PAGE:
By Bullion Shark LLC ……
 

Though they aren’t worth much on their faces, pennies are some of the most fun coins to chase as a collector. That said, there’s a big difference between common pennies that might not be worth your time and those with historical and collectible value.

Wheat cents (or wheat pennies as some call them) are some of the most sought-after one-cent coins. Wheat cents are one-cent coins that were made by the United States Mint from the years of 1909 to 1958. They’re called “wheat cents” because the reverse of each coin includes a wreath of wheat. The phrases “One Cent” and “United States of America” can be seen in between the wheat sheaves.

Since wheat cents were minted for quite a while, there are millions of potential coins to chase after. Here are seven of the rarest — and therefore some of the most valuable — wheat cents to check out.

1. 1931-S Lincoln Wheat Cent

In 1931, the San Francisco Mint created a series of Abraham Lincoln wheat pennies. Notably, these pennies were only minted in quantities of up to 866,000, which is much lower than the average mintage (typically in the millions).

Since this cent was hoarded by people due to the dramatic economic uncertainty of the Great Depression, you can sometimes purchase uncirculated-grade variations of this coin.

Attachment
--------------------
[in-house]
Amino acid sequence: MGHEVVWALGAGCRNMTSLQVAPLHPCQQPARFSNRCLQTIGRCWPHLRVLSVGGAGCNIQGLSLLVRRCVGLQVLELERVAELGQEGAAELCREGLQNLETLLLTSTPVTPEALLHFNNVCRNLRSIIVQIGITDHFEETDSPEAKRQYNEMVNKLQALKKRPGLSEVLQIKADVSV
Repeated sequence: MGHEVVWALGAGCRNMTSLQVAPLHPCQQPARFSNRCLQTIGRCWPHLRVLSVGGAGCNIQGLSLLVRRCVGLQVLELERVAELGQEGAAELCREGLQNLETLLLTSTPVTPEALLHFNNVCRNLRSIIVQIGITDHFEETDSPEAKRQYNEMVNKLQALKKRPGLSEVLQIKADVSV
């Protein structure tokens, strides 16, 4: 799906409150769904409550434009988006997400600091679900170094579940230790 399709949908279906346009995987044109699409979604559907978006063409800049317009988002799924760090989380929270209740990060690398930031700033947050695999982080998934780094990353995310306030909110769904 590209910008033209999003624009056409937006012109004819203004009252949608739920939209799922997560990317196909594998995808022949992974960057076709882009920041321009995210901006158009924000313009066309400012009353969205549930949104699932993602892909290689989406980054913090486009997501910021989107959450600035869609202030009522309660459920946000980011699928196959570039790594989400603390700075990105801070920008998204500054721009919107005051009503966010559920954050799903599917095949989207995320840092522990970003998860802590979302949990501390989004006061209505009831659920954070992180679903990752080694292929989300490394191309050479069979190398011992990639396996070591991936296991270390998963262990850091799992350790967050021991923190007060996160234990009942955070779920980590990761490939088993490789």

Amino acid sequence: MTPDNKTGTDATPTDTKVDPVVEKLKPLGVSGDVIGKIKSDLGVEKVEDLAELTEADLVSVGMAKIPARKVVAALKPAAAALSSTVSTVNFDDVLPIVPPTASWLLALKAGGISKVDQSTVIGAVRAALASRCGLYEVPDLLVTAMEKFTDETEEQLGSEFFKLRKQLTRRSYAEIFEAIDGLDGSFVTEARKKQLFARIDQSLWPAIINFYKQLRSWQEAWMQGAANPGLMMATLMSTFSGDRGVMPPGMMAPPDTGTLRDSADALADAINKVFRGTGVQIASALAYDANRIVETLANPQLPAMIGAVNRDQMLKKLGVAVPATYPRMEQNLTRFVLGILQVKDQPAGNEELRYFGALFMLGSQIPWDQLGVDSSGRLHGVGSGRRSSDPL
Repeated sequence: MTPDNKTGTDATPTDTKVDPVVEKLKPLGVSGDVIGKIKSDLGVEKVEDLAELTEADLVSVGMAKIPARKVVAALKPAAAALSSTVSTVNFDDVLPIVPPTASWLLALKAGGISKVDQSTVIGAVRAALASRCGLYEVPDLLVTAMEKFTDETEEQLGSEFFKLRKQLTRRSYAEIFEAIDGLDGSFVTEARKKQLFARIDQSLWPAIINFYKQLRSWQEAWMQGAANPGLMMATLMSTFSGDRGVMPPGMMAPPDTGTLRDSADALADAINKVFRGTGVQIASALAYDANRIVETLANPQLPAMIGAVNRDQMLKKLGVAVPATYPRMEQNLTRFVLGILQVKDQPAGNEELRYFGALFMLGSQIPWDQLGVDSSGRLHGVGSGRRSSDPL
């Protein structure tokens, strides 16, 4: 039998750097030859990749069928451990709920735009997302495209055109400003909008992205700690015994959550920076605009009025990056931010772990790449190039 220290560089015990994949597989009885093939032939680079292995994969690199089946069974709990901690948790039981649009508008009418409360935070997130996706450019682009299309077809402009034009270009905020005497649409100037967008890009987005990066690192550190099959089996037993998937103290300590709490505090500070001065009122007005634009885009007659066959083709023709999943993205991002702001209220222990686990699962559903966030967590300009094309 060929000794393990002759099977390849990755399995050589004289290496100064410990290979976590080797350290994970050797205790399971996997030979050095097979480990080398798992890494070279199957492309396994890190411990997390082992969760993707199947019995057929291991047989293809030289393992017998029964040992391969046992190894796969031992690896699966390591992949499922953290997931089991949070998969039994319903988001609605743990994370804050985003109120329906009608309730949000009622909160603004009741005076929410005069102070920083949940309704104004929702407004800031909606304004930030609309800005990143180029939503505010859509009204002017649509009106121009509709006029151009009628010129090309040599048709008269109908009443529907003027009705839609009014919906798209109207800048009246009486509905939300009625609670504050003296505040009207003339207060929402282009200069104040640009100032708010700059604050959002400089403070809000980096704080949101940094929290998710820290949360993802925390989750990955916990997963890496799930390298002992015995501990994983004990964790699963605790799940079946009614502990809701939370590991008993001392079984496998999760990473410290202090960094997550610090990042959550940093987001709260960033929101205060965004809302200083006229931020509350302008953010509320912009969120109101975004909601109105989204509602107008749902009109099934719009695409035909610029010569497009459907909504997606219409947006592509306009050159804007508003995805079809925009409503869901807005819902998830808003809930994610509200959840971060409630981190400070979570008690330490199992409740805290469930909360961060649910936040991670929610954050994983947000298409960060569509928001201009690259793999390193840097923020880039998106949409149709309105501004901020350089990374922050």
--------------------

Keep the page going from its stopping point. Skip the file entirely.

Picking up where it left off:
Dave & Adam's Submits Rare 1943 Bronze Cent to NGC for Certification - Seven of the Most Valuable Wheat Cents

2. 1943 Bronze Cent

The 1943 copper cent, also sometimes called the 1943 bronze cent, is one of the most sought-after coins in all of America. The bronze wheat cent was produced because of an industrial need for copper during World War II.

At this time, the United States Mint stopped using copper for its cents and switched to zinc-coated steel cents instead. That said, a few copper planchets were left in the hopper, so they were used to strike 1943 dies, resulting in rare copper 1943 Lincoln wheat cents.

These can be fraudulent, however. Use a magnet and see if it picks up the cent if you suspect a fake. If the cent is attracted to the magnet, it’s likely counterfeit.

Seven of the Most Valuable Wheat Cents

3. 1914-D Wheat Cent

The 1914-D wheat cent was minted in Denver, and it’s arguably the most valuable non-error cent sought after by collectors. Only a little over 1,193,000 were minted in total, making it quite rare compared to other cents of its type.

It’s tough to find uncirculated varieties of these coins, but it’s popular nonetheless. Some of these cents have sold for over $150,000 USD in high grades.

4. 1922 No D Wheat Cent

The 1922 No D Lincoln wheat cent was produced by the Denver Mint. But notably, it doesn’t actually have the “D” mint mark as indicated by its name. The mint in Denver was under a lot of pressure to produce tons of coins at the time, so sloppy processes interfered with perfect coin creation.

Seven of the Most Valuable Wheat Cents

5. 1909-S VDB Wheat Cent

The 1909-S VDB wheat cent was minted in San Francisco. This is one of the toughest wheat cents to acquire – though it is also one of the most popular). It’s marked by the iconic “VDB” initials of the coin’s designer, Victor David Brenner, at the bottom of the coin’s reverse side.

Unfortunately, because this coin can be counterfeited quite easily, you’ll want any potential cents of this type to be authenticated before adding them to your collection.